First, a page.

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To Our Valued Victorian Customers...

In accordance with the Victorian State Government instructions to move to Alert Level 4, from 08:30am on Thursday 6th August, the majority of our Melbourne Metropolitan stores will continue to service our online operations through contactless click & collect and home deliveries.

Please note access to these showrooms will be restricted during this period. Our stores in Geelong, Shepparton and Albury will continue trading as normal. Click here for trading info.

WiFi Sign

This neat project can instantly decorate your shop window, bedroom door, or loungeroom. It allows you to mount a dot matrix display somewhere in your house and connect to it through the same network. Then using a custom HTTP server, you can access the sign through its network address and change it to display a clock, text, or anything else that you might want.

Bill of Materials

Qty Code Description
1 XC4622 White Dot Matrix Display
1 XC3802 ESP8266
1 ZS5807 7407 Hex Buffer IC
1 HP9550 Universal Pre-Punched Experimenter's Board
1 RR0596 10k Resistor Pack
1 RR0572 1k Resistor Pack


Circuit Diagram

This is the general circuit diagram for the set up. We connect the ESP8266 to the DMD through a 7407 hex buffer, which acts as a makeshift 'level converter' to change from the 3.3v ESP to 5v for the panel. The ESP comes with multiple headers, so we will use both the male (to mount the ESP) and the female (to connect to DMD) headers.

It's simple as that really.

Hex Buffer Chip

This is the hex buffer chip that we're using. Data pins must go through one of the A pins, then the corresponding Y pin then goes to the DMD. This is a cheap way to make a makeshift logic level converter. These are open-collector outputs, so we must use pull up resistors so that they work correctly.

DMD Pinout

The DMD pinout is much like what you've seen before, with the 3 serial lines in the middle and the A/B/OE pins to the top. The pins (3,5,7,9,11,13,15) in this diagram are all connected to ground so any one of these would do for a ground connection.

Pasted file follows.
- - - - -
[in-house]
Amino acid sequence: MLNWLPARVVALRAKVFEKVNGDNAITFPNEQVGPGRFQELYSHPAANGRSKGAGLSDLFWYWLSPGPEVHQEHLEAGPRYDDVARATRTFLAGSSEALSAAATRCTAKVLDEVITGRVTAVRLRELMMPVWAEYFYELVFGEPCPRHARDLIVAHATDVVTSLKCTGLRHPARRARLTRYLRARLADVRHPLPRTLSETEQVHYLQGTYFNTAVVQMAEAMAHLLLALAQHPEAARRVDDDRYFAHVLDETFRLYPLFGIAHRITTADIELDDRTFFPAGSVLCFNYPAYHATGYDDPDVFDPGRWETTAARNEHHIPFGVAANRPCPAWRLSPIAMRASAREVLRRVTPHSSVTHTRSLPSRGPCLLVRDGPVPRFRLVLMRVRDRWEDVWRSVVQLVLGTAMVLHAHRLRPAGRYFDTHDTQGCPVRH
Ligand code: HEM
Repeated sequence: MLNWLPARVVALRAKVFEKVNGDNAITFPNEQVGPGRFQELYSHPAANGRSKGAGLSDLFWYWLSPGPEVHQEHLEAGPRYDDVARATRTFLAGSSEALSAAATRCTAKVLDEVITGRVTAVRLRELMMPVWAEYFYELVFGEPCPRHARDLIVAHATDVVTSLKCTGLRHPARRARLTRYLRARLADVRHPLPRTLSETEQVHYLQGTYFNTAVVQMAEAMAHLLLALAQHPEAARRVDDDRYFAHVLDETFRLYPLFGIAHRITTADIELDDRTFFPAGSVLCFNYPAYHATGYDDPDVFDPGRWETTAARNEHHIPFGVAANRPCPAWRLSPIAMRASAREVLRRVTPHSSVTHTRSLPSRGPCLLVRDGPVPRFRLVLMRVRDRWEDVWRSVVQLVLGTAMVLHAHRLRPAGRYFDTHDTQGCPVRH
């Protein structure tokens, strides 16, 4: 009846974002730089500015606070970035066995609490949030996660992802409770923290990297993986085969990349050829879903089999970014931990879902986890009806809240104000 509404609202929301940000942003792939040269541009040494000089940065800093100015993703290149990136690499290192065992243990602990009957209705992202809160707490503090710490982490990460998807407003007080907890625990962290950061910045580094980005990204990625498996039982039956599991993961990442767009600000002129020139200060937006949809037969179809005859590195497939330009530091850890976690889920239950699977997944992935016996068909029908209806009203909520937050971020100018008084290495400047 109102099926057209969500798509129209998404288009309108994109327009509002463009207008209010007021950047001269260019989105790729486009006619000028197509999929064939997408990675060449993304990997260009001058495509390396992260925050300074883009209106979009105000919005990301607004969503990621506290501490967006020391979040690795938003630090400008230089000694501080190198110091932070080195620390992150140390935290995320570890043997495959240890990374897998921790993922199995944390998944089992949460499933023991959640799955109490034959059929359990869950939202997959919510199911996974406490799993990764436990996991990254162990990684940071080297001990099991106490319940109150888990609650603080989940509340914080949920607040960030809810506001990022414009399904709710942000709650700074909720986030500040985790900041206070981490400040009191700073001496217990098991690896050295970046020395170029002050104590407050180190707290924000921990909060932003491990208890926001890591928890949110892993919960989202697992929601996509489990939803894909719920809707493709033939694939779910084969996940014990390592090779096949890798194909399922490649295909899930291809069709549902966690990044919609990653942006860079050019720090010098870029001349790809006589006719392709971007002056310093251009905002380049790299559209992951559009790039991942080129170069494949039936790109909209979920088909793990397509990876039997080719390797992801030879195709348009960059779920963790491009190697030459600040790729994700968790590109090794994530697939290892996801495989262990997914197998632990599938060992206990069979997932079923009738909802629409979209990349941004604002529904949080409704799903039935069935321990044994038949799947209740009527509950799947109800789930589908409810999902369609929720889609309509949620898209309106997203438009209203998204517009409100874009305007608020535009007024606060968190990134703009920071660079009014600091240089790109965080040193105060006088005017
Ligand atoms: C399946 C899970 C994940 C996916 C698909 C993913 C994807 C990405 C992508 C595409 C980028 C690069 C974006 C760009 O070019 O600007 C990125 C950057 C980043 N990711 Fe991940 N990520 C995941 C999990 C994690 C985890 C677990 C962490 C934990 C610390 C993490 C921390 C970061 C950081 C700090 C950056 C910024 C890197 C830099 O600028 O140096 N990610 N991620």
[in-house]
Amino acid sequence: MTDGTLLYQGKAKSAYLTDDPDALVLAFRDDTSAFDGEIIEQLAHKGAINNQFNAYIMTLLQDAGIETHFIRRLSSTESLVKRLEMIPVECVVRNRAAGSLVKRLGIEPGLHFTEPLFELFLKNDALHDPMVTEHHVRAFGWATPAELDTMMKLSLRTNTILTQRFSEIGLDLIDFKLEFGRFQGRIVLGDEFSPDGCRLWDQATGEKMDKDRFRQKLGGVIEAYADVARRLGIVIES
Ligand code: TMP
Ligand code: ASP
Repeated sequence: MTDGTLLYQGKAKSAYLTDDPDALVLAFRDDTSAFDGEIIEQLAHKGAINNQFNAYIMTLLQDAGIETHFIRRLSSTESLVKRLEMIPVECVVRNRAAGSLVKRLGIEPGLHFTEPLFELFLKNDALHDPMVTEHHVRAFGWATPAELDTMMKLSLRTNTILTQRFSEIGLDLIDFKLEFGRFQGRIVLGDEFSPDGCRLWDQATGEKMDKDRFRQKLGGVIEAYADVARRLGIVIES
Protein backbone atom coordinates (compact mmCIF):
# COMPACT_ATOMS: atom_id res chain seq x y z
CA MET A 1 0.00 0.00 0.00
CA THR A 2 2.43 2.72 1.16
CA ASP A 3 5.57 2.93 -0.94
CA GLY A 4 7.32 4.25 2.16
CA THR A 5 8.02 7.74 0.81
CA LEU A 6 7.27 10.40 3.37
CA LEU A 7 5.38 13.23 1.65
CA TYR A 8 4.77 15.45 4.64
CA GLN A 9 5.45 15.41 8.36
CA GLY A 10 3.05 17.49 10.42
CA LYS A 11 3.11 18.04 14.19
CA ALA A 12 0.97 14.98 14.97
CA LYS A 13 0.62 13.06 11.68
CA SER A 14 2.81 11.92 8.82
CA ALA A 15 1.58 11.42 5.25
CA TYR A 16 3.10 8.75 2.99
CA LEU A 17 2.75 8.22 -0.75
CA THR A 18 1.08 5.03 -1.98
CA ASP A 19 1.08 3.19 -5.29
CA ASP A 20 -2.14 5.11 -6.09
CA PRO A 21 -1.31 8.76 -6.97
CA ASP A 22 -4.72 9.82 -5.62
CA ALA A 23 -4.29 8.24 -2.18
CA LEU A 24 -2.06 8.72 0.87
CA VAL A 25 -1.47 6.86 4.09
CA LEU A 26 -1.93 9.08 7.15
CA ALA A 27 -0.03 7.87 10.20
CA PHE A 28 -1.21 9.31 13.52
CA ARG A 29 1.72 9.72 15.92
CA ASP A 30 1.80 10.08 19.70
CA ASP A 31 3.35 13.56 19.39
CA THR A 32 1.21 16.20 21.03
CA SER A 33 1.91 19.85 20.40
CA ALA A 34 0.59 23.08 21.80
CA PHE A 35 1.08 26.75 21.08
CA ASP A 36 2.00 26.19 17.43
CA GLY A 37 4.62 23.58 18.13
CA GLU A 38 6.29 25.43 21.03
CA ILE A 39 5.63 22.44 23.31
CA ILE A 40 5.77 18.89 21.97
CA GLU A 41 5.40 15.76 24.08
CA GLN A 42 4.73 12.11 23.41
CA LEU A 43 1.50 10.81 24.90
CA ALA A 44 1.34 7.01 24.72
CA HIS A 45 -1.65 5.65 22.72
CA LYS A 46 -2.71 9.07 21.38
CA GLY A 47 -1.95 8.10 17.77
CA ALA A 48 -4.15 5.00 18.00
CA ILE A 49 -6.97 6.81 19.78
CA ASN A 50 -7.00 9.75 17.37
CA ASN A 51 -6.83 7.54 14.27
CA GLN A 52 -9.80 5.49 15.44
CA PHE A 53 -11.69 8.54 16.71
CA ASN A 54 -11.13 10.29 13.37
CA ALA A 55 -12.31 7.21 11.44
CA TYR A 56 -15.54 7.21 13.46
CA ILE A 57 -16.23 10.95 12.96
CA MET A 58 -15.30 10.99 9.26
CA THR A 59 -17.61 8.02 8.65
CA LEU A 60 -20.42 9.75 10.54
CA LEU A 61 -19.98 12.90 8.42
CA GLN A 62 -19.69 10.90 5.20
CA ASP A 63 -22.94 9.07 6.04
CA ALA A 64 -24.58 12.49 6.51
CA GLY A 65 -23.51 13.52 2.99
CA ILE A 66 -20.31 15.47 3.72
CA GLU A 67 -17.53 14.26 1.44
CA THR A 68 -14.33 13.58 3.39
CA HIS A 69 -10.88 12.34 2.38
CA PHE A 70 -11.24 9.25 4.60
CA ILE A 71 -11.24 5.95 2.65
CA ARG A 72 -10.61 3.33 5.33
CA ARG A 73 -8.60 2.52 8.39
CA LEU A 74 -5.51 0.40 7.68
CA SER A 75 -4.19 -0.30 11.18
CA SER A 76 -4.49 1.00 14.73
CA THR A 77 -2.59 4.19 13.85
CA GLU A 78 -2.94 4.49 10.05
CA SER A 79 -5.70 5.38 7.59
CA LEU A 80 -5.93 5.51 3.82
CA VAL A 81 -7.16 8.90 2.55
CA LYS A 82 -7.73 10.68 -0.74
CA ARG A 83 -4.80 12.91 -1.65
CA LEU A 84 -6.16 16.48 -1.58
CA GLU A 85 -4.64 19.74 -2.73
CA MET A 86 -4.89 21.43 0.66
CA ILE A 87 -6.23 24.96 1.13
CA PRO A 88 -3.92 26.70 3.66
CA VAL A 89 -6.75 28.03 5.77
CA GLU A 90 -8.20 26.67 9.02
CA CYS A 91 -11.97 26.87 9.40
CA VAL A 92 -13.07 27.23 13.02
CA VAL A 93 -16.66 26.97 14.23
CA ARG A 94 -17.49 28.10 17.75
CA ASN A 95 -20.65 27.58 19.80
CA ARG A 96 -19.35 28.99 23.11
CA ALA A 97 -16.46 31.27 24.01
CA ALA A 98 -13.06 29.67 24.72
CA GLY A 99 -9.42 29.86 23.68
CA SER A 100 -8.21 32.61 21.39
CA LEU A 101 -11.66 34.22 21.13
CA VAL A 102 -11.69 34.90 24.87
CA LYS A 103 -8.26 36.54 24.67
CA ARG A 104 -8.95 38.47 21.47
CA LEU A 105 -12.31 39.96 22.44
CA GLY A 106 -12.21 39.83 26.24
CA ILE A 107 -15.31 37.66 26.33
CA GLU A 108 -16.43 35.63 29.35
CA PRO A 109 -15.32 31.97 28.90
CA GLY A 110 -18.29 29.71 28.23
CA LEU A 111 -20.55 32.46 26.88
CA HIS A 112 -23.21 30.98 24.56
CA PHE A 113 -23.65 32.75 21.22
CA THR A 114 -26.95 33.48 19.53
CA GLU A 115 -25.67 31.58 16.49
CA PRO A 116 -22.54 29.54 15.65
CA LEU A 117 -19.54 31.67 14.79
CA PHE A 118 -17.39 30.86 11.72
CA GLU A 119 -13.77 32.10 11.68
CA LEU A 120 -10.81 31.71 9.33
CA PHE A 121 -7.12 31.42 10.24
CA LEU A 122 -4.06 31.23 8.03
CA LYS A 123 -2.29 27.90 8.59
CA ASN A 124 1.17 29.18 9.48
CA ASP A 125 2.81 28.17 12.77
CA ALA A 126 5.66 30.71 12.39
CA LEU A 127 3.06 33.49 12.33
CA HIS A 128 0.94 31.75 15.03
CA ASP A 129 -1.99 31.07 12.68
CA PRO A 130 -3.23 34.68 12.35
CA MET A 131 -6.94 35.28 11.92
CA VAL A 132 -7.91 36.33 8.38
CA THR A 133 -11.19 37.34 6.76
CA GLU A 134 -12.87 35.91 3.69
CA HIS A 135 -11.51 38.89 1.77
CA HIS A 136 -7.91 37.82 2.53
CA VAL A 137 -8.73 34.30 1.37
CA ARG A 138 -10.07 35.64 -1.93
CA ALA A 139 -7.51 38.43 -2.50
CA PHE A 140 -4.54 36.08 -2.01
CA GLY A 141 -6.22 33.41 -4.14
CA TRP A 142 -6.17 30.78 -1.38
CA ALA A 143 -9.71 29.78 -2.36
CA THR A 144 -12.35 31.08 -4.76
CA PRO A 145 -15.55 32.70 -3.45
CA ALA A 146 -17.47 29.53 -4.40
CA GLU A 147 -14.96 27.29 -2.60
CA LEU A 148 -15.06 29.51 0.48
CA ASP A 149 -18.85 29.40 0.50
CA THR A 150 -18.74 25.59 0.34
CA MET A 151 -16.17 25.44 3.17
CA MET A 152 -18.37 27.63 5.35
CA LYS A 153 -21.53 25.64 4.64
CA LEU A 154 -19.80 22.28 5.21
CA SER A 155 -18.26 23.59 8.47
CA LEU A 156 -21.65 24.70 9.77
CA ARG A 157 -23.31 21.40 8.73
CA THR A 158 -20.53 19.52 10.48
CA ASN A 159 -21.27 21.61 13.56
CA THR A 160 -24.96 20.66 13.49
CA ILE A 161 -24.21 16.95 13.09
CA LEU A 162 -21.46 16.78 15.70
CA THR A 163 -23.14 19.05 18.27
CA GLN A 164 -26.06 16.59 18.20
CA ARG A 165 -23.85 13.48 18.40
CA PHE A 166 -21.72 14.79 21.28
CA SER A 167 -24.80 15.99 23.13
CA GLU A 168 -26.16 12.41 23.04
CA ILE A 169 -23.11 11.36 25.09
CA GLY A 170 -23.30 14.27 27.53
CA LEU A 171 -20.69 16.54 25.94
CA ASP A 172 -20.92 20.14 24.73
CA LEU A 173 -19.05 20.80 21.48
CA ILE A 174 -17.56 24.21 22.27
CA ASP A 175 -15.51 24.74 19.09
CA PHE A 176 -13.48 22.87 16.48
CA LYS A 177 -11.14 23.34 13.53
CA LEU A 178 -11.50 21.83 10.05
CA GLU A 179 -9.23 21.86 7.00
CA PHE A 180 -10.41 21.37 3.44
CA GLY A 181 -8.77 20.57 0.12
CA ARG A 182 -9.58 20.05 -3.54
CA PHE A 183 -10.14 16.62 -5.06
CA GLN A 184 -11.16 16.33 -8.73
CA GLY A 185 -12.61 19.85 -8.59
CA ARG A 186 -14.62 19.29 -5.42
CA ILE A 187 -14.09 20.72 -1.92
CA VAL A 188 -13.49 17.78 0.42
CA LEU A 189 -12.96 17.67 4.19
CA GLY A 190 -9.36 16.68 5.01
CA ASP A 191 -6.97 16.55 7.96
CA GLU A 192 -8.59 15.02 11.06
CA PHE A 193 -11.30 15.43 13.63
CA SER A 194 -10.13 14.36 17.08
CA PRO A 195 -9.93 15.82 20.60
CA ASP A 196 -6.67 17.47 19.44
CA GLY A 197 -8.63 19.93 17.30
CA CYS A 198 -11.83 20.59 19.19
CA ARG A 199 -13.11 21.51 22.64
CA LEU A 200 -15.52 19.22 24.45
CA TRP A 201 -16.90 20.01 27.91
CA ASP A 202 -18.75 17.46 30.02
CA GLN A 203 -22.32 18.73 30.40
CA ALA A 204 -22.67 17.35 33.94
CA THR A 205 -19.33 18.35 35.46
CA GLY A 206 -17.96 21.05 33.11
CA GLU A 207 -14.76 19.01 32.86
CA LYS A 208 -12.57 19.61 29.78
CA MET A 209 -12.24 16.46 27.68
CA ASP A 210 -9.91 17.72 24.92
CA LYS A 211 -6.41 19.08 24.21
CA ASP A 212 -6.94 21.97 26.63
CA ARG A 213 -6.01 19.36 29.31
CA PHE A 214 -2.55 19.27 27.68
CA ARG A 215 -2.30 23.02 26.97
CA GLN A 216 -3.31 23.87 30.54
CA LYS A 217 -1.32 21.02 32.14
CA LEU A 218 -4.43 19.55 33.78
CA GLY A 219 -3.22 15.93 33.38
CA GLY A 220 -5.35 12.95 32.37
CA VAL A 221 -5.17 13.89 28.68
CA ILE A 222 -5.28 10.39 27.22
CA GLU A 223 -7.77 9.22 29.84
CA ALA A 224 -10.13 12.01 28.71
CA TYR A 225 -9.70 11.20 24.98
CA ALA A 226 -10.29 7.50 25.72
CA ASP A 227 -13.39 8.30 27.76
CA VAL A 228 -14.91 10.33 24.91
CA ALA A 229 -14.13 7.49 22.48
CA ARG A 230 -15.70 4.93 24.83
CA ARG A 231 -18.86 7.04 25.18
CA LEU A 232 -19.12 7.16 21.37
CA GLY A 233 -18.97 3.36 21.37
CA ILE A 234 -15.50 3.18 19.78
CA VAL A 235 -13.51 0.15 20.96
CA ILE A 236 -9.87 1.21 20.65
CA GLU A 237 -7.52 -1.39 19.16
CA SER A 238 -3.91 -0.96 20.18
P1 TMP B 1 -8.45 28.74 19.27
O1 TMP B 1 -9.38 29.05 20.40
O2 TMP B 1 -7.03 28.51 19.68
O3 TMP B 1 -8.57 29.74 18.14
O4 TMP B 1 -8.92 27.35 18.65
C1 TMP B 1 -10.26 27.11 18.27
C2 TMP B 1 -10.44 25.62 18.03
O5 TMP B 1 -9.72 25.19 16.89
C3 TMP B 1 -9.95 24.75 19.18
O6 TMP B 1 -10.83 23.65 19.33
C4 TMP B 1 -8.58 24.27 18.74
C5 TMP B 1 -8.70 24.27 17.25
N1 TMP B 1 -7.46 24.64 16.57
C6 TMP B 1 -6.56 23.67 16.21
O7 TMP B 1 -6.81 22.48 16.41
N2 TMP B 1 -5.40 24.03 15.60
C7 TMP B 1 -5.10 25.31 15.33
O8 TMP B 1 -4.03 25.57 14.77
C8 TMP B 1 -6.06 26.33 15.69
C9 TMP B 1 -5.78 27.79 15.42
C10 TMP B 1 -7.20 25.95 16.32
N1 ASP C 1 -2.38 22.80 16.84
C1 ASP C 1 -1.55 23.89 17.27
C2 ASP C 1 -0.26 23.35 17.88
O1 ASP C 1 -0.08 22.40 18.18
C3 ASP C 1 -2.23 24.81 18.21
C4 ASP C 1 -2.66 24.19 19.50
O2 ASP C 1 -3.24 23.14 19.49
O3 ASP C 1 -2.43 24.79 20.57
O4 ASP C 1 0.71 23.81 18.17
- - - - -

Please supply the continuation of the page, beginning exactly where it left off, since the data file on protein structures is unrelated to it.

The final point to note is that the ESP requires two pull-ups to correctly boot into itself. If the pins are floating, it might want to go into "programming mode" and not run its own commands. These are simple 10k resistors connecting D8-GND and D3-3v3. These are shown in the schematic diagram as R7 and R8.

Read further and look at some pictures to get an understanding of how the board is laid out and fits to the panel.


Source code

Software Libraries

Library Author
ESP8266WiFi Ivan Grokhotkov

Be sure to change your Arduino environment to program the ESP8266 as shown in the manual.


As for the layout of the board, mine is shown. It's not quite the prettiest board but it works for the time being.

Lay out the board however you want, following the connection diagram above.

Board Layout

The final note is using the 5v wall socket supply to power the device. You can bridge wires between the DMD's VCC/GND screw terminals to 5V and GND on your protoboard to make the whole assembly run off the wall socket.

As mentioned, this is a revisited version, the original version was designed to fit on the protoshield like such:

Protoshield Version

However with such a tight space it was hard to make things nice and connected. Many resistor leads pushed down the same PCB hole than the IC, simply because there weren't any spare PCB holes to use.

Version 1.1

This is the second attempt at the first version, and by this point it was only half-done and had no more room to spare.

While it looks clean and tidy, it's like a Jaguar car - a real mess underneath and a pain to fix problems with.

So we went ahead with version two, post publication. Same circuit, same everything, but laid out on a bigger board with more room.

It also uses an on-board connection for the DMD panel, to make things nice and tidy.


Disconnected from panel.


Connected to panel.

Note the USB for the ESP pointing out the bottom.

Follow the circuit diagram if you get stuck. Each pin from the DMD connector must be tied to 5V using resistors, and they connect to the output pins on the hex chip.

Each input of the hex chip is coming straight from the ESP. Then the ESP has 2 resistors to boot properly.


Remember! ESP8266 on Arduino.

Download the source code and extract into a new folder, open the .ino file in the Arduino IDE.

You should see three variables there is to set:

const char* ssid = ""; //your wifi network name
const char* pwd = ""; //your wifi password
String location = "mainroom"; //set this to the location where the sign is, one word.

Set these to your wifi name, password, and the location of the sign, then upload to the ESP.


Once the ESP is connected to the WiFi network, it makes a website hosted on "http://mainroom.local" which "mainroom" is the room name you set before.

If that does not work, you can use the Serial Monitor to see what the IP is when it boots.

When you are at the website, you can find a radio button for "text" or "clock" and a text field. Set the text to what you want and hit submit.

You should see the sign showing up with the text you've set.

Future Improvements

  • At the moment there is text and a clock, you can specify your own command by making a new "param switch" in the code. See if you can send binary data to turn on/off each separate pixel using dmd.setPixel(x,y,v);.
  • The DMD also has a brightness setting, use this in the control panel.
  • Get a small picture frame to frame the sign.
  • You can interface with another Arduino (XC4410) and use a small speaker (AS3006) to play some melodies from your sign as well.